How I tried to buy The Spectator

The Victoria and Albert Museum kindly threw me a leaving party after eight years as chair, plus a particularly apt present: a specially commissioned illuminated V&A logo made from powder-coated steel by the designer Toby Albrow. The logo is a reference to my megalomaniacal taste for giant logos atop museum buildings. We have placed a huge one on the roof of the Young V&A in Bethnal Green, and an even bigger one – 20 feet high – on the new V&A East in Stratford, visible from three miles away in Canary Wharf. What an exhilarating and happy gig the V&A has been. I’m going to miss it and the people.

Michael Beloff QC drops names – but they’re not the ones we’re curious about

‘The law,’ according to W.S. Gilbert’s Lord Chancellor, ‘is the true embodiment of everything that’s excellent’ and, by common consent, Michael Beloff QC has been one of the prime exemplars of that excellence over the past 50 years. While he may not enjoy the profile of contemporaries such as Helena Kennedy, Michael Mansfield and Geoffrey Robertson, the Times, on his retirement, described him as ‘one of the great ornaments of the Bar’, and he himself notes that he has argued more than 475 reported cases (a lawyer’s way of assessing their significance). In a more dubious honour, he has appeared in two novels by his friend Jeffrey Archer. He explains

Prince Charles and a living history lesson

When I was a lobby journalist, I never went to the State Opening of Parliament. I much regret it, because when I finally went this week, as a peer, there was no Queen. The printed programme on our seats described itself as ‘The ceremonial to be observed at the Opening of Parliament by Her Majesty The Queen’, but in fact the Prince of Wales stood, or rather, sat in, because of his mother’s ‘mobility issues’. He read well, sticking to her understanding that to give any expressiveness to the Queen’s Speech would be to verge on constitutional impropriety. Imagine how inappropriate it would have been, for example, if the phrase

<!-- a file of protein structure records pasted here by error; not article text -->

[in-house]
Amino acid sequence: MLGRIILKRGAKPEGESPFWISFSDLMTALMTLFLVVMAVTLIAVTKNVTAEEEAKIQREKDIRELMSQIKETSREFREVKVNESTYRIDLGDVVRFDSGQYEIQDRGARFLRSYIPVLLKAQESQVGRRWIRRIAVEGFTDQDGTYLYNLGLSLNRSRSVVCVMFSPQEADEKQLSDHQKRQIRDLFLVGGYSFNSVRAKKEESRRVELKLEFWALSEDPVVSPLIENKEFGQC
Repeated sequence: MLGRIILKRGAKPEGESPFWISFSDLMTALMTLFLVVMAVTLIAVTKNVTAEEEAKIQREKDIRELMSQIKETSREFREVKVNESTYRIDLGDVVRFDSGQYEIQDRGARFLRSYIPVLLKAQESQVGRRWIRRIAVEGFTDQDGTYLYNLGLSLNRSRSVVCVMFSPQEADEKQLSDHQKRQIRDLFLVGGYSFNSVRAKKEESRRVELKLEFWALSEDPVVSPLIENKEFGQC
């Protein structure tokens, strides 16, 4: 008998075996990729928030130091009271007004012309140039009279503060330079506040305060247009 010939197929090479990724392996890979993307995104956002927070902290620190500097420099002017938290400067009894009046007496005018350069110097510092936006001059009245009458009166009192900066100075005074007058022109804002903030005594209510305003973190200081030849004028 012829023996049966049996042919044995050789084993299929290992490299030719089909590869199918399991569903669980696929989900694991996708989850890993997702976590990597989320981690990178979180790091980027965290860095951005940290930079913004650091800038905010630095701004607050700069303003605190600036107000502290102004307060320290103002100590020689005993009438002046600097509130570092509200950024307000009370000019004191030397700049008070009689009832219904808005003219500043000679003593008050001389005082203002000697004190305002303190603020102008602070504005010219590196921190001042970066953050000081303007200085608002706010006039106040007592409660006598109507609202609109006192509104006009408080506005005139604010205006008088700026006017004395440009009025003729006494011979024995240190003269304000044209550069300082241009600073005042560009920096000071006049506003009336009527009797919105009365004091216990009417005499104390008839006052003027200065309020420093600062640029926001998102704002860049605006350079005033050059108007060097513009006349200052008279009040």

Richard Needham takes a businesslike attitude to the Troubles

This memoir from Sir Richard Needham, 6th Earl of Kilmorey, businessman and former Northern Ireland minister, has a frank opening: ‘I came from a family of barely solvent aristocrats, who distrusted trade and despised politics. For some inexplicable reason, however, I had always been fascinated by both.’ Although generations of Needhams before him had ‘uneventful’ military careers, at 15 Richard decided upon an alternative plan: ‘I would first make some money, and then enter politics and change the world.’ What follows is the tale of how that scheme played out. The literary quality of political diaries can be hit and miss; but Needham is a skilled storyteller, who can deftly

The boys who never grow up: Sad Little Men, by Richard Beard, reviewed